Author Archives: Jee Yeon Hwang

100″ Multitouch Table – EM Spectrum Exhibit

Posted by Jee Yeon Hwang

The 100″ multitouch table, multiuser exhibit table, is developed by Ideum with Adventure Science Center in Nashville, Tennessee. The exhibit is part of a large gallery space at the museum which focuses on astronomy.

The table consists of a surface, two computers, and projects. The contagious surface enables users to interact with the same program at the same time.

The 100″ surface (an 86″ viewable area) is one of the largest contiguous multitouch tables ever developed. The screen has a 16 x 5 ratio aspect and a 2304 x 800 pixel, high-resolution screen.

The exhibit table explores the electromagnetic spectrum. The extended aspect ratio mimics the spectrum itself, from radio waves to gamma rays. Users can then move images across the table and see how the images are displayed in each waveform.

The exhibit displays a variety of celestial and terrestrial images in a wide range of wavelengths. For example, NASA images of the sun can be seen in all wavelengths. Common and iconic objects were photographed in diverse wavelengths. For example, a birthday cake with candles, a toy robot, an alarm clock, and even a hand holding an iPhone are seen in visible, infrared, ultraviolet, and x-ray modes.


Microsoft Surface

Posted by Jee Yeon Hwang

Key attributes of Microsoft Surface
(1) Direct interaction
Users can manipulate digital information with their hands and interact with diverse contents by touch and gesture, without using a mouse or keyboard.

(2) Multi-touch contact
Surface recognizes various contact points simultaneously, not just from one finger, as with a typical touch screen, but many items at once.

(3) Multi-user experience
The horizontal form factor makes it easy for users to gather around surface computers together, providing a collaborative, face-to-face computing experience.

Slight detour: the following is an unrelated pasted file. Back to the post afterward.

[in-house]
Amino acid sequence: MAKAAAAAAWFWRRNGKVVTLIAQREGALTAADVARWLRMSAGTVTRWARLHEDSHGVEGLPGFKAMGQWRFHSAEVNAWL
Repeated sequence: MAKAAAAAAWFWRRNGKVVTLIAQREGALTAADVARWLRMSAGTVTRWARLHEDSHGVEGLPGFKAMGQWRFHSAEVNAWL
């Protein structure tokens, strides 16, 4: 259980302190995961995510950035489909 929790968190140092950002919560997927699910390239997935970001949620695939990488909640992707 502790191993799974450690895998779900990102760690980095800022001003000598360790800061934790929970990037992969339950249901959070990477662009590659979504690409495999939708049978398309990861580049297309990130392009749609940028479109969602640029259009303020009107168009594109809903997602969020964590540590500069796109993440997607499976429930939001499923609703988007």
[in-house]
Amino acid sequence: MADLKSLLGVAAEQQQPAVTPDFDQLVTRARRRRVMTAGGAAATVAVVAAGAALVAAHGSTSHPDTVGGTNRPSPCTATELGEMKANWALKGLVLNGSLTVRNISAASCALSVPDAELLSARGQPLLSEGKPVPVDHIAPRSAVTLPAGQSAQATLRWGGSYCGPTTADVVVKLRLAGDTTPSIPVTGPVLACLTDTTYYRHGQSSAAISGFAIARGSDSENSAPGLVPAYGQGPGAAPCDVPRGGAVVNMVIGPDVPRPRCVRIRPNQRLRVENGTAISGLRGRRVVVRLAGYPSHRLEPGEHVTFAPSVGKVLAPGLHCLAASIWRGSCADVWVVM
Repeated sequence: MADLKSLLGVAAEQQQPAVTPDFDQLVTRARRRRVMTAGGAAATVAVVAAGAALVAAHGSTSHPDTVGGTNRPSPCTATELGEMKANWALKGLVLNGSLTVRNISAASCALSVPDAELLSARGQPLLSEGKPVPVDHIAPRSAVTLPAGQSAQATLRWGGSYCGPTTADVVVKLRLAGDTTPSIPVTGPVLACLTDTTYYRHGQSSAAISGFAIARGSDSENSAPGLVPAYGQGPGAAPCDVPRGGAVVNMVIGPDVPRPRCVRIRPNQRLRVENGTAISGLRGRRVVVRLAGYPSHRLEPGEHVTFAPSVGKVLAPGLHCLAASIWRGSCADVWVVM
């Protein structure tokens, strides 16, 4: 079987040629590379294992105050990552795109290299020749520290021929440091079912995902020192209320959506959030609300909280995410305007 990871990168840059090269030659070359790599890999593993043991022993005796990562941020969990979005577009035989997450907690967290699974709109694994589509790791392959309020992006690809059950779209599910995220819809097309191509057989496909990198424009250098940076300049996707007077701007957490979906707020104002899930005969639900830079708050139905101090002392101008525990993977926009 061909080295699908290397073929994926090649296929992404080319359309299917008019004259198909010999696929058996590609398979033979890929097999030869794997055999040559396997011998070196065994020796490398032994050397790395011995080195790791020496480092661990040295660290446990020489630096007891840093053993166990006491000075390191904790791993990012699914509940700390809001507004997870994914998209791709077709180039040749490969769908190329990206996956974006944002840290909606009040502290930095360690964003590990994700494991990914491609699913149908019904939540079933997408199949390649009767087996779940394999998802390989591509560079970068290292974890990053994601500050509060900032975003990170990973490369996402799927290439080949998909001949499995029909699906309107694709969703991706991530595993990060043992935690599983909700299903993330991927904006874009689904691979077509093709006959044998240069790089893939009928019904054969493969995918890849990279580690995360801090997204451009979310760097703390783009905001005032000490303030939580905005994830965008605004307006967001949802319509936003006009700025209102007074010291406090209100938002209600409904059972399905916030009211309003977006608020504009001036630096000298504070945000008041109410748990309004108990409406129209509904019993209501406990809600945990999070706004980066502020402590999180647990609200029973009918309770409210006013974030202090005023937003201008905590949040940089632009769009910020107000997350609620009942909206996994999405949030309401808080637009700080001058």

(4) Object recognition
Users can place physical objects on the surface to get different types of digital information and responses, including the transfer of digital content.

UbiComp 2009: International Conference on Ubiquitous Computing

Posted by Jee Yeon Hwang

From the UbiComp 2009 conference, participants present their works within 60 seconds.

Dr. Eric Paulos introduces his research on measuring and visualizing air quality. Any environmental information can be collected/processed by utilizing ubiquitous computing technologies.

Nancy Ma and her team show their interactive toys for the better health.

Visions of the Future – Ubiquitous Computing

Posted by Jee Yeon Hwang

Scientists envision a future in which microchips are embedded in nearly everything.   by ScienceChannel

Improve Interactions & Spatial Recognitions @ Home

Jee Yeon Hwang

Project Idea
Designing interactions between physical and virtual spaces
to improve interactions & spatial recognitions @ home

Link: Presentation Slides

ShareTable @ Aware Home

Posted by Jee Yeon Hwang

I’ve seen various technologies at the Aware Home: Powerline-supported in-home wireless sensing and localization, digital family portrait, and etc. Among them, the most interesting project is ShareTable. I worked for the ShareTable project in my first semester.

ShareTable consists of a shared surface that records any tabletop interaction and projects it onto the paired table in the other home. This allows the user to interact with physical artifacts (e.g. games) on his or her side of the table and view any tabletop activity of the other person.

Microsoft Future Vision

Posted by Jee Yeon Hwang

How will emerging technology improve our lives in the future?

Microsoft has collaborated with customers, partners, and thought leaders across multiple disciplines to develop scenarios that explore how long-term trends, customer challenges, and emerging technologies might converge to improve our lives, both at work and home.

Among the Microsoft Future Vision series, this video shows the healthcare-related technologies which could be embedded into the future home.